It’s been over 30 years since the last major corporate tax reform in the U.S. Perhaps now, with a Republican White House proposing a tax reform agenda and a Republican Congress, it might actually be achieved.
The proposals currently on the table include significantly reducing the corporate tax rate: President Trump wants to reduce it to 15%; Congress, led by House Speaker Paul Ryan, is shooting for 20%. However, the tax initiative also includes provisions that the market is more wary of, such as the border adjustment tax (essentially an import tax) and a reduction in interest deductibility for corporate debt.
The process of getting all this done may require using the process of “reconciliation” contained within the 1974 Budget Act. This enables a simple majority within the Senate to approve the tax changes, thus eliminating the 60 votes necessary to avoid a filibuster. However, the legislation would lapse after 10 years if it adds to the U.S. budget deficit.
So what do we believe is achievable?
While we broadly agree that tax reform is an overdue necessity, we believe a more modest set of tax changes will be the end result. It is widely known that the U.S. corporate tax rate (at essentially 39%) is among the highest in the world and puts U.S. companies at a competitive disadvantage. Getting the statutory tax rate down to 15% or 20% will either require other revenue sources or will meaningfully increase the budget deficit. The border tax adjustment, for example, is poised to raise approximately $1.2 trillion over 10 years (as estimated by The Tax Policy Center); however, many are dubious of the revenue generation or otherwise oppose the adjustment. We think a package of more modest tax changes that get the statutory rate into the mid- to high 20% range is doable and would positively impact corporate earnings.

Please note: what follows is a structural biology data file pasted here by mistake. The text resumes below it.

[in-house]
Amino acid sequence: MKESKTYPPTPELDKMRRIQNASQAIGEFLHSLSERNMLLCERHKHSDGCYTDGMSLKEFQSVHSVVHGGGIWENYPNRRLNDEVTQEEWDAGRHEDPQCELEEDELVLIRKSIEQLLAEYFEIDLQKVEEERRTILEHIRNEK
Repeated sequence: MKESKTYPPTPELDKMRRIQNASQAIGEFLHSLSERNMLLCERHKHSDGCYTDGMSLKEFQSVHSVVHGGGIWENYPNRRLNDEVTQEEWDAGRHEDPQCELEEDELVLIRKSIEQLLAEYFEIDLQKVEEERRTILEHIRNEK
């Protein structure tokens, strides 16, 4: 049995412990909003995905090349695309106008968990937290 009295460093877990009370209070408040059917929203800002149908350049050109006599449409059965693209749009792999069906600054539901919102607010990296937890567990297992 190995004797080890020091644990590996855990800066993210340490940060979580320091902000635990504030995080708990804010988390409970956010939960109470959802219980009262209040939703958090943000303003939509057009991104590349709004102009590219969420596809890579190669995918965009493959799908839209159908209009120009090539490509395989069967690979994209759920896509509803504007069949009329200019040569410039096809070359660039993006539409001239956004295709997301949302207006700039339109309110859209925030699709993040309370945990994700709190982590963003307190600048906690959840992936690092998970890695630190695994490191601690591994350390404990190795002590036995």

The final proposals are also likely to include a reduced tax rate for the repatriation of overseas cash, which we believe will provide a boost in corporate buyback activity. U.S. companies currently have approximately $2.5 trillion of cash sitting outside of the U.S. Under the current tax code, that cash, if brought back, would be taxed at a very high rate. If, however, that rate were lowered to 10%, we expect many companies would take advantage of this provision.
No Time to Lose
So when this might happen?
The legislative process takes time and there are many details still to be determined. The process of then reconciling proposals among the White House, the House and the Senate will be arduous. As a result, we may be looking at late 2017 or early 2018 before a bill is actually passed. Any later than this and Congress will become embroiled in their midterm elections, when often little gets done.
Historically, this president has appeared relaxed about debt. Indeed, he has regularly used it to fund his own business empire. But it’s a different matter when it comes to getting legislation through Congress. The success or failure of the current tax proposals, therefore, may depend largely on how far the conservative wing of the Republican Party will go in maintaining some level of fiscal discipline within the budget.